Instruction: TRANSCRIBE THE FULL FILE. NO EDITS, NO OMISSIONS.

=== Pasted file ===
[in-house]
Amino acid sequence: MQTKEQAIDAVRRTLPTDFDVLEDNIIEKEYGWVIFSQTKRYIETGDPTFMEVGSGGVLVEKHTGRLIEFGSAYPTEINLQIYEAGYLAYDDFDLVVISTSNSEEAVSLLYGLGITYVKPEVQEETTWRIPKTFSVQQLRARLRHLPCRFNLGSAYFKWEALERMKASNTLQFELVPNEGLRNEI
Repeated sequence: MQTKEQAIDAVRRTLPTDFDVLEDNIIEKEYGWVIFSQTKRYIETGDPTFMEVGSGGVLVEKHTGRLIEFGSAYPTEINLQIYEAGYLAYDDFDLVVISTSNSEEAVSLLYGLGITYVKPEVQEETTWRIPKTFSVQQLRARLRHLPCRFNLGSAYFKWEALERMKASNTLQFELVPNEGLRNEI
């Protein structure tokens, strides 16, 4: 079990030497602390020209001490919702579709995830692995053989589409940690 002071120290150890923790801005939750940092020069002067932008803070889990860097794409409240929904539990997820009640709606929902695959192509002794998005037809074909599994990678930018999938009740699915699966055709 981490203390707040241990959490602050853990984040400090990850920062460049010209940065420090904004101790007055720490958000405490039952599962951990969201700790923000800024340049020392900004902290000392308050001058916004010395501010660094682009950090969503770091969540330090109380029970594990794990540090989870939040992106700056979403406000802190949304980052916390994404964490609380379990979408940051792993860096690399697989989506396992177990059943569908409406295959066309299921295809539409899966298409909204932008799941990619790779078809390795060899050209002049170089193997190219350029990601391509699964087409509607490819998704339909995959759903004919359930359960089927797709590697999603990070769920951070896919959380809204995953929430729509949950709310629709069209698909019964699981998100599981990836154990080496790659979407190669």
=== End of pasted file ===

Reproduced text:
[in-house]
Amino acid sequence: MQTKEQAIDAVRRTLPTDFDVLEDNIIEKEYGWVIFSQTKRYIETGDPTFMEVGSGGVLVEKHTGRLIEFGSAYPTEINLQIYEAGYLAYDDFDLVVISTSNSEEAVSLLYGLGITYVKPEVQEETTWRIPKTFSVQQLRARLRHLPCRFNLGSAYFKWEALERMKASNTLQFELVPNEGLRNEI
Repeated sequence: MQTKEQAIDAVRRTLPTDFDVLEDNIIEKEYGWVIFSQTKRYIETGDPTFMEVGSGGVLVEKHTGRLIEFGSAYPTEINLQIYEAGYLAYDDFDLVVISTSNSEEAVSLLYGLGITYVKPEVQEETTWRIPKTFSVQQLRARLRHLPCRFNLGSAYFKWEALERMKASNTLQFELVPNEGLRNEI
């Protein structure tokens, strides 16, 4: 079990030497602390020209001490919702579709995830692995053989589409940690 002071120290150890923790801005939750940092020069002067932008803070889990860097794409409240929904539990997820009640709606929902695959192509002794998005037809074909599994990678930018999938009740699915699966055709 981490203390707040241990959490602050853990984040400090990850920062460049010209940065420090904004101790007055720490958000405490039952599962951990969201700790923000800024340049020392900004902290000392308050001058916004010395501010660094682009950090969503770091969540330090109380029970594990794990540090989870939040992106700056979403406000802190949304980052916390994404964490609380379990979408940051792993860096690399697989989506396992177990059943569908409406295959066309299921295809539409899966298409909204932008799941990619790779078809390795060899050209002049170089193997190219350029990601391509699964087409509607490819998704339909995959759903004919359930359960089927797709590697999603990070769920951070896919959380809204995953929430729509949950709310629709069209698909019964699981998100599981990836154990080496790659979407190669």